1



Aaron Ciechanover

  • Israeli scientist
  • Born October 1, 1947

Aaron Ciechanover ( (listen) AH-hə-ROHN chee-HAH-noh-vair; Hebrew: אהרן צ'חנובר‎; born October 1, 1947) is an Israeli biologist, who won the Nobel prize in Chemistry for characterizing the method that cells use to degrade and recycle proteins using ubiquitin.


We need to save the education system. We need to remove education from the framework of the political parties that rule in the State of Israel. We need to increase the allocation of long-term national resources to education and never touch them - no matter what.




Bringing together the unique expertise of researchers from both NYU and the Technion will hopefully enable us to overcome some of the most difficult challenges in treating cancer patients.




I grew up in Haifa and enjoyed the wonderful beaches and Mount Carmel that rolls into the Mediterranean Sea. From my early days at home, I remember a strong encouragement to study.




We discovered a mechanism which is like the garbage machine of the body. We need to remove damaged proteins and create new ones in their place, and we discovered the machine that does this.




The problem of different sensitivities of distinct protein groups to lysosomal inhibitors has remained unsolved and may have served as an important trigger in the future quest for a non-lysosomal proteolytic system that may be involved in at least certain aspects of intracellular protein degradation.




I studied at the Hebrew University Medical Faculty, graduated, and was an Israel Defense Forces' combat physician on a Navy ship.




My brother Joseph, who is 14 years older than me, was already on his national military compulsory service when I was 4 years old, the age from which I remember myself.




Reticulocytes are terminally differentiating red blood cells that do not contain lysosome. Therefore, it was postulated that the degradation of hemoglobin in these cells is mediated by a non-lysosomal machinery.




The evolvement of proteolysis as a centrally important regulatory mechanism is a remarkable example for the development of a novel biological concept and the accompanying battles to change paradigms.




Towards the end of the military service, I had to make what I assume has been the most important decision in my career: to start a residency in clinical medicine, in surgery, which was my favorite choice, or to enroll into graduate school and start a career in scientific research. It was clear to me that I was heading for graduate school.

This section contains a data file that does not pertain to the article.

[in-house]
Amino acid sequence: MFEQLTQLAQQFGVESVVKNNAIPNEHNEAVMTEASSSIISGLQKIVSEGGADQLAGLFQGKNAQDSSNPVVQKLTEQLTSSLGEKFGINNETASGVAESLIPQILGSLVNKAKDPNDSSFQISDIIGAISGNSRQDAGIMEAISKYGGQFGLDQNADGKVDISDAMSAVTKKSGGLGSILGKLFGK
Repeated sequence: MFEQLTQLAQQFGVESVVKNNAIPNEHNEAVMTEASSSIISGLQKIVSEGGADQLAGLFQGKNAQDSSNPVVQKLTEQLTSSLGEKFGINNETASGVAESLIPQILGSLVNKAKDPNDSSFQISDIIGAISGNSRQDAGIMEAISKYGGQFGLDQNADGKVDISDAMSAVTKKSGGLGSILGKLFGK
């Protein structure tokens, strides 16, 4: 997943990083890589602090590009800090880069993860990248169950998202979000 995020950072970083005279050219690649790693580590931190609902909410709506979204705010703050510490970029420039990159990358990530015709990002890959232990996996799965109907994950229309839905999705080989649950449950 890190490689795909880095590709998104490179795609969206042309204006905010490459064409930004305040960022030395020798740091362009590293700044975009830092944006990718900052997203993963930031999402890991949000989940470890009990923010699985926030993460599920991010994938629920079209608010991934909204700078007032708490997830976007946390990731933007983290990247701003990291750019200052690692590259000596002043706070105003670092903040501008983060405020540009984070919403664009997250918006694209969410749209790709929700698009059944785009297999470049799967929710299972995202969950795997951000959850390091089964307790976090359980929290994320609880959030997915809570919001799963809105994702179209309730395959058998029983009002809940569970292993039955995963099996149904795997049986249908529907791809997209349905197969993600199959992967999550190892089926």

Biochemistry is the science of life. All our life processes - walking, talking, moving, feeding - are essentially chemical reactions. So biochemistry is actually the chemistry of life, and it's supremely interesting.




To develop drugs for people, we basically dismantle the system. In the lab, we look at things the size of a cell or two. We dismantle life into very small models.




The development of methods to monitor protein dynamics in cells together with the discovery of specific and general lysosomal inhibitors have resulted in the identification of different classes of cellular proteins, long- and short-lived, and the findings of the differential effects of the inhibitors on these groups.




I try hope that in the end, we will live in a cancer-free world. We want to live disease-free lives.




I went to the Technion and studied with Avram Hershko. I found it more exciting than practicing medicine.




The important thing is to do what you most love in the best way. If you love literature, you could be a great writer and perhaps one day become a Nobel Prize Laureate for Literature.




The chances of Israeli science competing with big American science are small. For almost 15 years, we had no competition.




My father left me with his love of Jewish studies and cultural life. To this very day, along with several physicians and scientist colleagues, I take regular periodical lessons taught by a Rabbinical scholar on how the Jewish law views moral and ethical problems related to modern medicine and science.




We are paying the price for living longer, collecting degenerative diseases along the way. Cancer is only one. Others are heart and brain diseases like Alzheimer's and Parkinsons.




We are a country that lacks riches. The Jewish brain, that's what we have. Everything that we've had and will have in this country is the direct and clear product of higher education. If we harm this system, we will drastically decline and cease to exist.




The scale of time for a politician runs between one primary and the next, and in Israel, this means two to three years because elections almost never take place once every four years as stipulated by law. The timetable for a system of research is completely different.



1